General Motors has tasked Delta to distribute and market Chevrolet products and establish a dealership network in South Africa.

General Motors has tasked Delta to distribute and market Chevrolet products and establish a dealership network in South Africa. Have sunny skies returned for Chevrolet - and which new models can we expect from the brand?


In making the announcement on Tuesday, Delta Motor Corporation managing director Willie van Wyk Van Wyk said more than R50 million would be invested in 22 Chevrolet dealerships countrywide, which would grow to about 30 by June next year. The move would create more than 350 jobs in the Chevrolet dealer network and 35 at Delta.


However, Delta would have two (competing) independent sales and marketing organisations. One would service the present Delta dealers and sell Opels, Isuzus and Suzukis, while the second would service a separate dealer network selling Chevrolets, quoted him as saying.


Delta would essentially be a holding company responsible for administration, manufacturing, procurement, engineering and other support services based at its head office in Port Elizabeth.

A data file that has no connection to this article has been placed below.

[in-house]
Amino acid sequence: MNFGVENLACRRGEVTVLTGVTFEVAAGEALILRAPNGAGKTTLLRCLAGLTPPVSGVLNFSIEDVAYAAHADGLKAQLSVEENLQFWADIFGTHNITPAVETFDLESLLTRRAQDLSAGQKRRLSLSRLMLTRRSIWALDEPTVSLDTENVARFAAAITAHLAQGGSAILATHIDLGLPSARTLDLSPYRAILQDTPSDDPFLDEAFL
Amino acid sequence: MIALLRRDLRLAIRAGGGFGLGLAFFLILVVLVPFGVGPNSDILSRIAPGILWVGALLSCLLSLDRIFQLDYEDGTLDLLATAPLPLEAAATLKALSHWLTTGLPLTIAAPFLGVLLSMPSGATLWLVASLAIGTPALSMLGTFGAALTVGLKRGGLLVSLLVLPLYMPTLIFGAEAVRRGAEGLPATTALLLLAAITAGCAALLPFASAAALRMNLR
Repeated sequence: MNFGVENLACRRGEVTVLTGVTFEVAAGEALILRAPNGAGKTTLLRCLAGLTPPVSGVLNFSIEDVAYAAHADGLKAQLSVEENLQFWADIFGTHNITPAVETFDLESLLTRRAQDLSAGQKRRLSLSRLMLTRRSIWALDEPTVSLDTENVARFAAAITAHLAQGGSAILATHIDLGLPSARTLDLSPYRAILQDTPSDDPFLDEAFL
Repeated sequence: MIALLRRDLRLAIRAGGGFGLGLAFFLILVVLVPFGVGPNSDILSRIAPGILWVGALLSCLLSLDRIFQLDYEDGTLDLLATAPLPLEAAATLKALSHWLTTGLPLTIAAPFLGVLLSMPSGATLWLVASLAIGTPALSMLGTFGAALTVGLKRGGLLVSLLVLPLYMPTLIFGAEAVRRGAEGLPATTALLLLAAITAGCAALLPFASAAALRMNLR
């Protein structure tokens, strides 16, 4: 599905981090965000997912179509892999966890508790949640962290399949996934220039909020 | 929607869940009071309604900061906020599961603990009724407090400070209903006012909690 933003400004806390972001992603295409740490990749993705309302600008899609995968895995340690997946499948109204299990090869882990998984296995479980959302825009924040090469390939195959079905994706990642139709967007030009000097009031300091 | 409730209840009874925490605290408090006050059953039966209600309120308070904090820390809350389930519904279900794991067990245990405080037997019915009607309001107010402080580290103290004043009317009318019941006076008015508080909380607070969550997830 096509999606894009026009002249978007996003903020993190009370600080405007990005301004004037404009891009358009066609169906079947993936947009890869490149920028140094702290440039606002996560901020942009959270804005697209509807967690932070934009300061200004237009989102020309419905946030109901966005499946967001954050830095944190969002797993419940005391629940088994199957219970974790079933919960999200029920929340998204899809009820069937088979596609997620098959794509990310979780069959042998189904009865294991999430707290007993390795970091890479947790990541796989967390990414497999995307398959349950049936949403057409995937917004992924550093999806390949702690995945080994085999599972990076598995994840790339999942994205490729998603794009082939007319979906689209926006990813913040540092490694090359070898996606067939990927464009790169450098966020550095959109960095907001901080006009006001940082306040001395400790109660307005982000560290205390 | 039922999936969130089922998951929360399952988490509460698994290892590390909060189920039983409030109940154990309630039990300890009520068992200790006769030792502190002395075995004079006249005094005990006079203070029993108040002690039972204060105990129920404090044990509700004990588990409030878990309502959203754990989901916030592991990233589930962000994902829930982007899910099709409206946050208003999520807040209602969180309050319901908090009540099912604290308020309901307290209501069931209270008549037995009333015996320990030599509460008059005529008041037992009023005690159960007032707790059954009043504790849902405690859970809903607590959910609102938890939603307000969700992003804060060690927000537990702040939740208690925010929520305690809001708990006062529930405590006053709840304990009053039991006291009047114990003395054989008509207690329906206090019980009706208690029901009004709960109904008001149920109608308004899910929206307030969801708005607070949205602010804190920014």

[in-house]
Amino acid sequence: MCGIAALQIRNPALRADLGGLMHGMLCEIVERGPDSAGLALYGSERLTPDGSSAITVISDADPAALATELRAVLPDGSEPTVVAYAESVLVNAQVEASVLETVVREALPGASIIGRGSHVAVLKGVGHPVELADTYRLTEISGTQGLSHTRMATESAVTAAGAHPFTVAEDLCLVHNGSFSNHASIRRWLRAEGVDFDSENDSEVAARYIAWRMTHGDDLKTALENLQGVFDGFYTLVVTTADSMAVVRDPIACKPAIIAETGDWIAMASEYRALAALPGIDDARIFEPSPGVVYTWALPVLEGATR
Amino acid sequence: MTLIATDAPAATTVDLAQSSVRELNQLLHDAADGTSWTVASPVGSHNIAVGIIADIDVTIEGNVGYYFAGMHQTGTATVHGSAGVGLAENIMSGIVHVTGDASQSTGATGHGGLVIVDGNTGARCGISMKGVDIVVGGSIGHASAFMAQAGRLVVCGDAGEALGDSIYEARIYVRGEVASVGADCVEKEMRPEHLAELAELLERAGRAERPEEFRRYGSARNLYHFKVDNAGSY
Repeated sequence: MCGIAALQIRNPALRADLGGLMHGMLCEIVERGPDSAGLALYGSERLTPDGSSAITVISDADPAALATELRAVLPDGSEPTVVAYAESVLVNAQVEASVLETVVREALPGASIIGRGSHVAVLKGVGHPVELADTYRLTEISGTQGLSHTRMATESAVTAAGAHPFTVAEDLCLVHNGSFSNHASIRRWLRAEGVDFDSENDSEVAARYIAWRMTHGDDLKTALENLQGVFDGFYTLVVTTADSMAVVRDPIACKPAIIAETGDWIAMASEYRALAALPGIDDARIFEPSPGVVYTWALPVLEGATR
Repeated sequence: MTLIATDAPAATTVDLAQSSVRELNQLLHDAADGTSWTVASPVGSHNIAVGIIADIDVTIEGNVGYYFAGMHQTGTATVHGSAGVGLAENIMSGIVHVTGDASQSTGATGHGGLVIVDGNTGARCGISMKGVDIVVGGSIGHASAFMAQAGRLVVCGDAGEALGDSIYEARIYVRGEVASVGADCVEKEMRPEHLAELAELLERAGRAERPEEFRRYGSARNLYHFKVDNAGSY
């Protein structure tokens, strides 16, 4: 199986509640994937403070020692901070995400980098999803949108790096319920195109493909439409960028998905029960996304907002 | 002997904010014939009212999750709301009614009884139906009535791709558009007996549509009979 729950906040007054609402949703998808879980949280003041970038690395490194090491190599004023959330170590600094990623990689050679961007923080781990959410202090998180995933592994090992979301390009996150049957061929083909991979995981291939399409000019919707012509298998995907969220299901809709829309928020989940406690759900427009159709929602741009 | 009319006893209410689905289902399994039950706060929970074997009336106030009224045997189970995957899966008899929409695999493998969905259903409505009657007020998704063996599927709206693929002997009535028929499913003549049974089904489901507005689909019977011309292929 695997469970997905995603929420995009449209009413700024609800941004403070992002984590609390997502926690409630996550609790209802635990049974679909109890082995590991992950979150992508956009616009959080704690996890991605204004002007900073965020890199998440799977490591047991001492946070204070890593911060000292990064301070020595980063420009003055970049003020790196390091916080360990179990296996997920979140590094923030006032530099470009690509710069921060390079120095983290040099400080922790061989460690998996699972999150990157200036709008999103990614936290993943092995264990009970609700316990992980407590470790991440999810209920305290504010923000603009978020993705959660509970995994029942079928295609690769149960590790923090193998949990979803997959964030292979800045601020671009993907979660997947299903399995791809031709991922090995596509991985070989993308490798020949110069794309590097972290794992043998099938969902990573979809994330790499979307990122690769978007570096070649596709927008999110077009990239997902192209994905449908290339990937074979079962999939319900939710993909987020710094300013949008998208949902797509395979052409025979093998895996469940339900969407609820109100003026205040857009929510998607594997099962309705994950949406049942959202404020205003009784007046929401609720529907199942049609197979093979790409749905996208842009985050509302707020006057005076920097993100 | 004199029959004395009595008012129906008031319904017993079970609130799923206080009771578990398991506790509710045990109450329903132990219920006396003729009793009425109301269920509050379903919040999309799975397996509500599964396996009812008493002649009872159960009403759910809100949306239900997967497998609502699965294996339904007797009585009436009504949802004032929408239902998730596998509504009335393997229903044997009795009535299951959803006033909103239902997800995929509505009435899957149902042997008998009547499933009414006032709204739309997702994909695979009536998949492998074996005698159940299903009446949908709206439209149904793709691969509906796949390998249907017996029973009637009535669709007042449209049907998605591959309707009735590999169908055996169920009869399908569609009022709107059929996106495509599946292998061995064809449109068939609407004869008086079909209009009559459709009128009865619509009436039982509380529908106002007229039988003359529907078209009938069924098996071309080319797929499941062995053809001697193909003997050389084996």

No big American muscle cars - at least for now


If enthusiasts thought that numerous US-sourced models would be unleashed on South Africa following Tuesday's announcement, they are mistaken... Van Wyk said the Chevrolet product portfolio would be sourced and imported as fully built up vehicles from South Korea (vehicles based on Daewoo models) and Australia (Holden).


Similarly, Delta was also expected to dig deep into General Motors' shared parts bin with the next-generation Isuzu KB. The next issue of CAR magazine will report that the KB (known as the Holden Rodeo, or D-Max in other markets) shares its basic architecture with the Chevrolet Colorado and GMC Canyon. (The October edition of CAR, which will feature more details of the next KB, goes on sale from September 22).


Meanwhile, Van Wyk said Chevrolet was looking to attain a market share of between three and five per cent - equivalent to about 3 000 units. It had the potential to build this up to "well over 10 000", he said.


He said the reintroduction of Chevrolet to the local market was not "a forerunner" of an export contract or of "The General" returning to South Africa. Van Wyk said GM was unlikely to give an export module to a company it did not wholly own when its wholly owned plant was operating below capacity.


He believed GM was waiting for "the right time" to increase its stake in Delta, but he did not want to speculate on when.

Original article from Car